All food business must have in place prerequisite programmes (PRPs). These are good hygiene practices that are the basic conditions and activities necessary to maintain a hygienic environment. PRPs with examples are listed below. You must also consider maintenance of the cold chain and allergen control when putting PRPs in place.
Controlling Hazards with PRPs Alone
Depending on the complexity of your food business operation, PRPs may be all that you need to comply with the HACCP requirement. For example, if your food business carries out low-risk activities, all the hazards may be controlled by the PRPs, with no need for the application of a full food safety management system based on the principles of HACCP.
PRPs as the Basis of your Food Safety Management System
For more complex food businesses that involve the preparation, manufacturing or processing of food, you will need to implement a food safety management system based on the seven principles of HACCP. You can do this by:
a) following a recognised guide to good practice appropriate to your food business (see section on Guidance below) or
b) developing procedures based on the principles of HACCP if required
The majority of hazards can be controlled by PRPs, so they will be the foundation for the HACCP based procedures that you implement. Once you have your PRPs in place, your HACCP based procedures will focus on controlling the steps in your business which are critical to ensure the preparation of safe food.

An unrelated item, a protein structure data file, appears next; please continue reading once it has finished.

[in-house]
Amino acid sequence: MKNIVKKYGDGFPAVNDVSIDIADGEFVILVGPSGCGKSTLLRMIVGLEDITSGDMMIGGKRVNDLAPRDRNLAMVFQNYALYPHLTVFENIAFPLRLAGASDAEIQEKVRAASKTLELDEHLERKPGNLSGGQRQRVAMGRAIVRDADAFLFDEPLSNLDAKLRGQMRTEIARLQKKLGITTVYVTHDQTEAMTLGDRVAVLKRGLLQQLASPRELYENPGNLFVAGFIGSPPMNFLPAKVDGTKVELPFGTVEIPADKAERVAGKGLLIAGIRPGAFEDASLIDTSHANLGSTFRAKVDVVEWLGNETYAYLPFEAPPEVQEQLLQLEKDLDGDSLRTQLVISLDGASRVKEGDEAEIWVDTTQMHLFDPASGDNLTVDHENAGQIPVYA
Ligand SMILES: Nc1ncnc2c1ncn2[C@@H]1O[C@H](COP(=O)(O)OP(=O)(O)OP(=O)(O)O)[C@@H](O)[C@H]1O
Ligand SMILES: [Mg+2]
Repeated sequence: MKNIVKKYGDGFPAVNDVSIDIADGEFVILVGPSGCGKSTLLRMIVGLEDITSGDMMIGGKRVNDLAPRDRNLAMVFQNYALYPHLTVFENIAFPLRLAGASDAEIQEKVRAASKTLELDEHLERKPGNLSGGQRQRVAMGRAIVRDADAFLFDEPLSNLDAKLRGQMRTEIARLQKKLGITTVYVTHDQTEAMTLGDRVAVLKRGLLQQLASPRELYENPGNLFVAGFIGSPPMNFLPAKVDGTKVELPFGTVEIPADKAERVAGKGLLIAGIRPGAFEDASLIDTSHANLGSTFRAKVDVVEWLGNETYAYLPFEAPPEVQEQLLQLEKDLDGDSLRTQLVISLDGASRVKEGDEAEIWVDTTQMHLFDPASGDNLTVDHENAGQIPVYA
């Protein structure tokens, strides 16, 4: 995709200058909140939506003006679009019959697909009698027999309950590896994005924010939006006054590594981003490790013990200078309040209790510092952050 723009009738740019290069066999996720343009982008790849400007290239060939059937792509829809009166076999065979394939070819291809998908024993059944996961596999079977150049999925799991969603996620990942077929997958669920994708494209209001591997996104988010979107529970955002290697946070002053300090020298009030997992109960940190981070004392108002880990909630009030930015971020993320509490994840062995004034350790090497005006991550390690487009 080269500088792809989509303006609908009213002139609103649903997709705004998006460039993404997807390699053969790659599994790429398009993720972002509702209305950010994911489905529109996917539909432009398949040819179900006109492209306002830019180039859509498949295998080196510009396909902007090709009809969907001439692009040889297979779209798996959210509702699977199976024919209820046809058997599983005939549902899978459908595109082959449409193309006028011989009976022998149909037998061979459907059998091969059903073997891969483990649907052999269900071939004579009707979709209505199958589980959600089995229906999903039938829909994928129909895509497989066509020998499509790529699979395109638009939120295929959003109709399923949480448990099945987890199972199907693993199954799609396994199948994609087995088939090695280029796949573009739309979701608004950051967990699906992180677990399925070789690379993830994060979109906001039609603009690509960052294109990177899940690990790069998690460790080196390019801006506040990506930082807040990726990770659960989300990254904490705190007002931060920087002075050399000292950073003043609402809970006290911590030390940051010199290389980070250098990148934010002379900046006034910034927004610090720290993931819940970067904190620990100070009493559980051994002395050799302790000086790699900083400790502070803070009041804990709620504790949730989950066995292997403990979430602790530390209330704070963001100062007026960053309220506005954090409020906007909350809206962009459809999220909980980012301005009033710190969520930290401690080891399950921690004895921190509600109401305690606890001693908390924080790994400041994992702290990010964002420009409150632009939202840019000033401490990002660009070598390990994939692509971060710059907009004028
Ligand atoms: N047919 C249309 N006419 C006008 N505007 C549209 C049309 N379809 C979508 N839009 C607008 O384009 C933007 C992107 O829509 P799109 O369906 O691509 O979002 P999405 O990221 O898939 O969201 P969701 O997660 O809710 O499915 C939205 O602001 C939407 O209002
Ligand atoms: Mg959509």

For more information on the various options for complying with the HACCP requirement see Guidance Note No. 11 Assessment of HACCP Compliance (Revision 2)
Prerequisites include where appropriate:
- Premises and Structure e.g. design and lay-out of workspace allowing for one-direction production flow; sufficient lighting especially in food preparation and inspection areas; suitable employee facilities; hand-washing facilities; external and interior construction of walls, floors, doors
- Plant and Equipment e.g. refrigeration services/systems; equipment fit for purpose, operated in accordance with its instructions and accessible for cleaning
- Technical maintenance and calibration
- Cleaning and Sanitation
- Zoning e.g. physical separation of activities to prevent cross contamination with allergens or biological hazards such as harmful microorganisms from raw to cooked food
- Procedures to control and prevent physical and chemical contamination from the production environment e.g. what to do in the case of breakage of glass, hard plastic etc.
- Supplier control e.g. supplier selection and agreement on specifications for raw materials, additives, processing aids, packaging material, food contact material
- Services e.g. water, ventilation, electricity, gas etc.
- Storage, Distribution and Transport (including temperature control)
- Waste Management
- Pest Control (i.e. prevent entry of pests and implement suitable pest control program)
- Personnel Hygiene and fitness to work e.g. procedures for personnel suffering with gastro-intestinal infections, hepatitis, wounds or other relevant health problems